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Earthquake Near Raleigh

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posted on Oct, 17 2006 @ 02:57 PM
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This morning there was a small earthquake (magnitude of only 2.6) in the piedmont region of North Carolina. There are no reports of any severe property damage or injury. I'm sure there is some correlation between this and the earthquake(s) in Hawaii. Perhaps the plates re-adjusting themselves? There are no converging or diverging plates until you get to South Carolina though (the Charleston area has a long history of quakes) which I find to be curious.




posted on Oct, 17 2006 @ 03:05 PM
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Quakes happen all the time, everywhere. If that quake there is correlated with Hawaii's quake, then all quakes are correlated.

(Well indirectly they are, because of the plate tectonics). But I hope you understand what I mean.


That's like saying a thunderstorm in Spain has correlation to a hurricane in the caribbean.



posted on Oct, 17 2006 @ 03:12 PM
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I know, but they don't happen often at all around here. At least not measurable ones. When I say it could possibly be directly related to the Hawaii quake, I'm just speculating. I know all quakes are connected because they are all - well most of them anyway - caused by the ever-changing tectonic plates either pulling apart or sliding beneath/on top of one another beneath our feet.

[edit on 17-10-2006 by oxygen_kills]



posted on Oct, 17 2006 @ 05:28 PM
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Hi--

I beg to differ with you, Oxy--they definately DO happen around here. I've lived in NC most of my life, in the mountains, and I have been in 5 that registered more than 2.0 and one that registered better than 3.2. We have tremors all the time.

I live about 12 miles southwest of the epicenter, and felt the 2.6 we had at 4:57 EDT this morning. It was nowhere near Raleigh, unless you consider 110 miles WNW of there "close". The epicenter was, in fact, located near the Smith/Reynolds Airport in Winston Salem about 5 km underground. Here, it sounded exctly like an explosion--a sharp "boom" followed by the floor jumping and the rattling of windows. The whole event lasted about 5 seconds. Since I live in an area where bedrock is either exposed or very close to the surface, (lots of gravel quarries in the area), we feel light tremors here quite often.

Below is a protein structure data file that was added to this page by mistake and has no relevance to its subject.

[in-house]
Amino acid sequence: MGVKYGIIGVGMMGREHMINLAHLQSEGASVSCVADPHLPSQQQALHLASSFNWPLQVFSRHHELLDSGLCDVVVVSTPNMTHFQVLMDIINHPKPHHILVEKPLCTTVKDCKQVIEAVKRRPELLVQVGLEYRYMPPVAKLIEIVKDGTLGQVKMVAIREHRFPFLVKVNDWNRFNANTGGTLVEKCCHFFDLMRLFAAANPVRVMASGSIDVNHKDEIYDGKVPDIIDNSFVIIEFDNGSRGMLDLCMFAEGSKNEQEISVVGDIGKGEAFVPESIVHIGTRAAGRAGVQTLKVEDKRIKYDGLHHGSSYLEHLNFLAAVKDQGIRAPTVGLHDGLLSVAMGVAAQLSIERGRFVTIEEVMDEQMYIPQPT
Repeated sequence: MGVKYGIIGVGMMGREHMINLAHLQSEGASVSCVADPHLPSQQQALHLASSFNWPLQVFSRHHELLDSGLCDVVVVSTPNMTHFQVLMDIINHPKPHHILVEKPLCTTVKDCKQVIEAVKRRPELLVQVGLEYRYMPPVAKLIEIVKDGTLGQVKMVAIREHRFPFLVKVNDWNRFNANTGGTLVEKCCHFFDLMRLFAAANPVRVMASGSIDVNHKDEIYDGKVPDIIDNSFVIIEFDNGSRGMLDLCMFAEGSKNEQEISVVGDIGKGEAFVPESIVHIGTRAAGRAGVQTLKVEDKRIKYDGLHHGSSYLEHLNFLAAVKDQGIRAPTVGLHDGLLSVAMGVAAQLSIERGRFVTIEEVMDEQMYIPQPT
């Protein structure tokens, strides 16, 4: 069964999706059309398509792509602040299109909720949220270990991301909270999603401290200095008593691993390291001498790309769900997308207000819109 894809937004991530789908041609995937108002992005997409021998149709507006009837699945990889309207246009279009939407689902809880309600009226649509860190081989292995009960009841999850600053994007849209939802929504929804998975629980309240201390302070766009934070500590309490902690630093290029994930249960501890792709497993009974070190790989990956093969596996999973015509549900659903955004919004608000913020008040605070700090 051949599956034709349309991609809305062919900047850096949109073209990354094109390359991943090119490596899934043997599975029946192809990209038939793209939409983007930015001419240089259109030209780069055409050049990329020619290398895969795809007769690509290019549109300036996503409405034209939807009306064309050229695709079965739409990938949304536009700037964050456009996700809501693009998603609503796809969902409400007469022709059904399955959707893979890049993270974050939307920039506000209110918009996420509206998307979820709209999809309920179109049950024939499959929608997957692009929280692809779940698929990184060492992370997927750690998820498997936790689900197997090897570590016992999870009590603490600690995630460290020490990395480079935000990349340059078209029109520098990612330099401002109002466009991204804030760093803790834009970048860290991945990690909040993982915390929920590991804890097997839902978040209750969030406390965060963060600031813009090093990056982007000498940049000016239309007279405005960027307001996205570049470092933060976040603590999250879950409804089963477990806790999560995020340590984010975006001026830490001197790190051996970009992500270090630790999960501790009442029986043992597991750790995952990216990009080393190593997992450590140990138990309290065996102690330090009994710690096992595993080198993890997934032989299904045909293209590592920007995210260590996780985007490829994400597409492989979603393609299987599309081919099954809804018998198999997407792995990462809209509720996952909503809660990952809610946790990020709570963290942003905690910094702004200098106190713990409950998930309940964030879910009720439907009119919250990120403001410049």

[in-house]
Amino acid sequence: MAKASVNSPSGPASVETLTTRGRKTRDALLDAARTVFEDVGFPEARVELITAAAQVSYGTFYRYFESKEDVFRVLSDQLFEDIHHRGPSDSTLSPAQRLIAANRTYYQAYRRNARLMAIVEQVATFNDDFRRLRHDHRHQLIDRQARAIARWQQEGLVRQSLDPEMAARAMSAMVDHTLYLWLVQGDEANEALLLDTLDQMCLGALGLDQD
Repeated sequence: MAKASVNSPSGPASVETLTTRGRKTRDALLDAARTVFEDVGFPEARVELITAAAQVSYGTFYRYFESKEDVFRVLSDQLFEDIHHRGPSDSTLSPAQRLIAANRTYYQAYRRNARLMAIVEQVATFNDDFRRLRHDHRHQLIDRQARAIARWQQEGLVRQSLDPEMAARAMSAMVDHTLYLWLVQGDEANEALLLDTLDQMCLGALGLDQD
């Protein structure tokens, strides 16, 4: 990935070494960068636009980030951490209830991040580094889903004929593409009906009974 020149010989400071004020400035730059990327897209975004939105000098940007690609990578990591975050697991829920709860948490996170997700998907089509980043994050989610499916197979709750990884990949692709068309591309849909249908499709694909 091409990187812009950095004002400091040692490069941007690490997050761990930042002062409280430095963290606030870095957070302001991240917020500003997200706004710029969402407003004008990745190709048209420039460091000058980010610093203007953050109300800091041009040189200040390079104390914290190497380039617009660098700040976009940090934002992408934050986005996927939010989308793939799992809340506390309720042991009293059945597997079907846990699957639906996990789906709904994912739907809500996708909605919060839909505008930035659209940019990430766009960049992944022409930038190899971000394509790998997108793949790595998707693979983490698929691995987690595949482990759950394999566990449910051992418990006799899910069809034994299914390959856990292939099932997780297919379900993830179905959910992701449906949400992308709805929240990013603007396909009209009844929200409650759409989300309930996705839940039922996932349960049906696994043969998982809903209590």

FWIW, the last thing on my mind was "quake". I just thought something blew up.



posted on Oct, 17 2006 @ 08:42 PM
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Been in NC all my life (33 yrs) and its widely know that there is a small fault line in the northern Piedmont region running from north of Raleigh west towards the north of Greensboro and west towards the north of Winston-Salem. No news here...very small earthquakes while not an everyday occurence, are not out of the ordinary here.



posted on Oct, 17 2006 @ 10:12 PM
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This just in --

We have had 2 more--aftershocks of the 2.6 this morning. They are a 1.5 around 7 pm and a 2.4 around 9:30 pm. These last 2 were in different locations a bit furtjher southwest and southeast of the first. We felt neither aftershock here.



posted on Oct, 17 2006 @ 10:20 PM
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Officials from the Earthquake Information Center reports tremors were felt in seven states including: Alabama, Tennessee, Georgia, Kentucky, Mississippi, North Carolina and South Carolina.



posted on Oct, 17 2006 @ 10:28 PM
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Again...nothing to get excited about...no conspiracy. Just mother nature.



posted on Oct, 18 2006 @ 01:13 AM
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I remember reading a fault line actually ran through the NC State campus in Raleigh. Some buildings were not built as tall as others as a result I thought I read. I thought it seemed like an earthquake every time a train went by a certain tall building I was in when I lived there. The whole 12 story building would sway back and forth every time a large train went by.

I'll agree there are sporadic low level earthquakes in the carolinas from time to time. They seem to be a bit rare but they do happen.



posted on Oct, 18 2006 @ 05:13 PM
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And another, this time a 4.9


The quake measured 4.9 on the Richter scale, according to a preliminary report issued by the U.S. Geological Survey. The quake’s epicenter was located about 260 miles northwest of San Francisco, according to the US


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